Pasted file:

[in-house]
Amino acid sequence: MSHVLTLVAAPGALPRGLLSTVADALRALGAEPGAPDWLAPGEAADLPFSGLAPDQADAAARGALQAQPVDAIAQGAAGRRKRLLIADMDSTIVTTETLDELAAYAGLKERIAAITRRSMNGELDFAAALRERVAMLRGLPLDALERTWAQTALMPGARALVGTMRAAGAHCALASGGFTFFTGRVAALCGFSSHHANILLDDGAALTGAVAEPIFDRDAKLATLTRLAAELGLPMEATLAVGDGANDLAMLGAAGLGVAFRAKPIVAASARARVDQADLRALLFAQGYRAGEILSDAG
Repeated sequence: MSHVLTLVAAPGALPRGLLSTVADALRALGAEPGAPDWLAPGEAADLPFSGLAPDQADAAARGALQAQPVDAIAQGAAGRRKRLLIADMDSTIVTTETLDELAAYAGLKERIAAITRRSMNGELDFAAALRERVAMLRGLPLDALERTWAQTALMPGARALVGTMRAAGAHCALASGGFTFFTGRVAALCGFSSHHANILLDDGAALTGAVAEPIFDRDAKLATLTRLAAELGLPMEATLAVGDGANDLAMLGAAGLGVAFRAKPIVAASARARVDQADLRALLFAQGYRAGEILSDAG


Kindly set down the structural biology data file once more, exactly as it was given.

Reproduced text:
[in-house]
Amino acid sequence: MSHVLTLVAAPGALPRGLLSTVADALRALGAEPGAPDWLAPGEAADLPFSGLAPDQADAAARGALQAQPVDAIAQGAAGRRKRLLIADMDSTIVTTETLDELAAYAGLKERIAAITRRSMNGELDFAAALRERVAMLRGLPLDALERTWAQTALMPGARALVGTMRAAGAHCALASGGFTFFTGRVAALCGFSSHHANILLDDGAALTGAVAEPIFDRDAKLATLTRLAAELGLPMEATLAVGDGANDLAMLGAAGLGVAFRAKPIVAASARARVDQADLRALLFAQGYRAGEILSDAG
Repeated sequence: MSHVLTLVAAPGALPRGLLSTVADALRALGAEPGAPDWLAPGEAADLPFSGLAPDQADAAARGALQAQPVDAIAQGAAGRRKRLLIADMDSTIVTTETLDELAAYAGLKERIAAITRRSMNGELDFAAALRERVAMLRGLPLDALERTWAQTALMPGARALVGTMRAAGAHCALASGGFTFFTGRVAALCGFSSHHANILLDDGAALTGAVAEPIFDRDAKLATLTRLAAELGLPMEATLAVGDGANDLAMLGAAGLGVAFRAKPIVAASARARVDQADLRALLFAQGYRAGEILSDAG